Tuia - Encounters 250: Cook's place names around New Zealand - Mercury Bay and Whitianga

Photo of Mercury Bay
Photo Credit: Macronix – CC BY 2.0

Whitianga is short for Te Whitianga-o-Kupe (Kupe’s crossing place). In Māori tradition, Kupe was an early explorer who visited Aotearoa. The bay which Whitianga sits on was called Te Whanganui-o-Hei (Hei’s great bay), after a tupuna from the Te Arawa canoe who had settled at the bay.

In 1769, Cook entered the harbour to observe the transit of Mercury. One of Cook’s biographers, JC Beaglehole, theorised that originally Cook was not going to give the bay a European name. In his journal, Cook explained that the ‘natives’ had many names for parts of the bay, but he had chosen just one of these for the whole bay – and then he left a gap, presumably meaning to write it in later. Beaglehole further argues that he would probably have used the name ‘Opoorage’, which naturalist Joseph Banks noted down.

But Cook never filled in the gap. Instead he called it Mercury Bay.

When a European settlement was established, it used the shortened name Whitianga. During the 1920s, the town became a holiday destination for sports fishermen and motor tourists, but tourism operators promoted the town as ‘Mercury Bay’ not Whitianga.  Telegrams and post were reportedly delayed or lost due to the confusion. There was a campaign to change the name of the post office, but in 1928 the Honorary Geographic Board of New Zealand (the Board) refused, because of the tensions in the district.

The debate continued in the letters to the editor. Supporters argued that ‘Whitianga’ stood in the way of progress and those in support of the ‘old’ name were conservatives, anti-business and living in the past. They stressed the connection with Cook.

On the other side of the argument, local resident Alfred Lee explained that ‘Mercury Bay’ was the body of water, while ‘Whitianga’ was the town – both names would be kept. If there was any confusion, Lee said, it was the fault of those who had been advertising the town under the wrong name. Against the charge that Kupe was a myth, another correspondent said: ‘Kupe and Hei (like Cook) were indeed historical personages – all of them great navigators in that chronological sequence, not mere members of a mythical pantheon’.

A Māori correspondent remarked:

  • As a representative of the Maori people, still large and interested landowners in those places, we decidedly disapprove of the abandonment of the name Whitianga. Such historic place-names mean much to us…They remain as monuments, as it were, of the past times of our Maori people, which we desire to be perpetuated for all time.

In 1928, the matter came before the Coromandel County Council three times. A survey showing 116 in support of and 15 against Mercury Bay was presented, but was found to have been poorly conducted. A councillor then presented a petition from 126 residents in favour of retaining Whitianga. The council voted six to three to keep the name ‘Whitianga’.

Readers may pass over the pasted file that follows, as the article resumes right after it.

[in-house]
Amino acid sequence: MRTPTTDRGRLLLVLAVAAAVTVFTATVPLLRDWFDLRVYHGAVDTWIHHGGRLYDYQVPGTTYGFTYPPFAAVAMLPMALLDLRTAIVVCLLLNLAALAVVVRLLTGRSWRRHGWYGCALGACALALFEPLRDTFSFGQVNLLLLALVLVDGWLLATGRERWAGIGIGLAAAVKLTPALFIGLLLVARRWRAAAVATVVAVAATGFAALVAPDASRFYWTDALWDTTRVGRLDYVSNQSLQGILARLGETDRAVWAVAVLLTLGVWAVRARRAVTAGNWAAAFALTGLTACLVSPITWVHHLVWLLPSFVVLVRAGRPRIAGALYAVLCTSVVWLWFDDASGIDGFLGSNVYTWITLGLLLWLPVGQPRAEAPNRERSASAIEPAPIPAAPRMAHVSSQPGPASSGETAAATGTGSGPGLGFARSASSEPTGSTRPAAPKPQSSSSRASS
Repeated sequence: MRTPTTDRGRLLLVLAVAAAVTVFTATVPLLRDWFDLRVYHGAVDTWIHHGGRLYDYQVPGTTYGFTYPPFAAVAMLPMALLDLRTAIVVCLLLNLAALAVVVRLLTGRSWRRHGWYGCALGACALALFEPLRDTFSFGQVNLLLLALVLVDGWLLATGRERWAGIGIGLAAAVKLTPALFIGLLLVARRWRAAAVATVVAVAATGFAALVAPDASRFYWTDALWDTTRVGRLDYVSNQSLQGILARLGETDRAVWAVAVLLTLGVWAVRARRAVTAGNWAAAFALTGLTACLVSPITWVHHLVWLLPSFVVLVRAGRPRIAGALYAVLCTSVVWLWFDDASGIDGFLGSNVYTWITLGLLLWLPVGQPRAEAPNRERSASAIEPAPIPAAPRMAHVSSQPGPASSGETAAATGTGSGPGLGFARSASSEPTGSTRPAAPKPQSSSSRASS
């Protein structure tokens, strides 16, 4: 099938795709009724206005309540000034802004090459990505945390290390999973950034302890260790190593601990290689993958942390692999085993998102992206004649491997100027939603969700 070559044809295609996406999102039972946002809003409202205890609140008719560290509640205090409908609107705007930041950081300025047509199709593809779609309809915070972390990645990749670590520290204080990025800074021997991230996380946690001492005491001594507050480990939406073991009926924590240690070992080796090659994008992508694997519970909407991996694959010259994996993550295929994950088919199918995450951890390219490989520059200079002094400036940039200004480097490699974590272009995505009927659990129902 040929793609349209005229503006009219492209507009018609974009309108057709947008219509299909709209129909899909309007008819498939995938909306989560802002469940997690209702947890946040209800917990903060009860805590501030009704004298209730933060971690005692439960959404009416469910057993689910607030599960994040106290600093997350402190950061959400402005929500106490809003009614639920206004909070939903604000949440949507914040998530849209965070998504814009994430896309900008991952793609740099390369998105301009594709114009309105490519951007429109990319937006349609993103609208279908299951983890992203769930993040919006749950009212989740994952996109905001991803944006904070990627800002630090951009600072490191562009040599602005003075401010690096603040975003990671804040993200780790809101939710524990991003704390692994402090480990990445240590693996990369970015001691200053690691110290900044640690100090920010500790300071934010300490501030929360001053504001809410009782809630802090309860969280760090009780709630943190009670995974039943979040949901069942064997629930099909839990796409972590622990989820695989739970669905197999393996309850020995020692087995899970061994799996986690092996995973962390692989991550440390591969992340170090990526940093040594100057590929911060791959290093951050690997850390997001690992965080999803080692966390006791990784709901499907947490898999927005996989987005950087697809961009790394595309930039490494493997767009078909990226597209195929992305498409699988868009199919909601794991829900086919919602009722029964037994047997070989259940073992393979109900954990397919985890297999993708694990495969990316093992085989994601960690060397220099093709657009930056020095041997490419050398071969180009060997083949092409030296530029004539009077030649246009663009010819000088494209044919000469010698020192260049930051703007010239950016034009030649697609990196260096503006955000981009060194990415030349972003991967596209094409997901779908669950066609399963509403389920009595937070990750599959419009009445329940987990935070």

Seven months later, the Board, unaware of the council’s decision or that the first poll was inaccurate, decided to change the name of the post office to Mercury Bay. But no one in Whitianga seemed to know. The town was still referred to as ‘Whitianga’ in newspaper articles and advertisements, side-by-side with advertisements for Mercury Bay fishing. Everything seemed settled.

In the 1930s, Lee discovered the change has been made via a New Zealand Herald article. He penned a long letter to the Board. In 1936, after further letters from Lee, the Surveyor-General assured him that the Board’s decision on the Post Office name was never acted upon and the name never actually changed. The decision was rescinded.

Lee continued to campaign throughout the 1930s and 1940s for the name be used. Lee’s fears weren’t unfounded; in 1951 and throughout the 1970s, RA Simpson wrote to the Board several times asking it to change the town’s name to ‘Mercury Bay’. Each time he was politely told the matter had been dealt with previously. Two members of Lee’s family, aware of Simpson’s letters, wrote to the Board. One concluded: ‘A great deal of bitterness was engendered in the late 1920s and early 1930s when Mr. Simpson’s brother tried to have the name changed. We most certainly do not need that sort of thing again.’ Rather fittingly, this is a last piece of correspondence on the matter from the public.


  • NZ Gazetteer - Mercury Bay
  • NZ Gazetteer - Whitianga
  • Paul Monin, 'Hauraki–Coromandel places - Mercury Bay', Te Ara - the Encyclopedia of New Zealand
  • JC Beaglehole (ed), The journals of Captain James Cook on his voyages of discovery, Vol. 1, Hakluyt Society, Cambridge (England), 1955, p. 202NZGB, Correspondence, 9 July 1928, Vol. 5, p. 93
  • NZGB, Correspondence, Vol. 5, 11 July 1928, p. 101.
  • TH Lyon, ‘Mercury Bay or Whitianga’, New Zealand Herald, 11 January 1929, p. 12
  • TH Lyon, ‘Mercury Bay or Whitianga’, New Zealand Herald, 28 January 1929, p. 12
  • 'Controversy over name', New Zealand Herald, 3 January 1929, p. 6
  • George Graham, ‘Mercury Bay or Whitianga’, New Zealand Herald, 15 February 1929, p. 14
  • Temetete, ‘Mercury Bay or Whitianga’, New Zealand Herald, 28 February 1929, p. 14
  • ‘Whitianga or, Mercury Bay’, Coromandel County News, 23 November 1928, page unknown.
  • NZGB, Minutes, 11 June 1929, p. 3
  • NZGB Correspondence, 5 May 1934, Vol. 11, p. 23
  • NZGB, Correspondence, 9 June 1936, Vol. 12, p. 48
  • NZGB, Minutes, 7 July 1934, p. 4
  • NZGB Correspondence, 5 July 1951, Vol. 26, p. 273-1-273-3
  • NZGB Correspondence, 22 May 1975, Vol. 43, pp. 83-84
  • NZGB Correspondence, 4 August 1975, Vol. 43, pp. 117-118
  • NZGB Correspondence, 18 December 1975, Vol 43, p. 197
  • NZGB Correspondence, 12 January 1976 Vol. 43, p. 198
  • NZGB, Correspondence, 25 April 1976, Vol. 43, p. 240 
Last Updated: 15 February 2019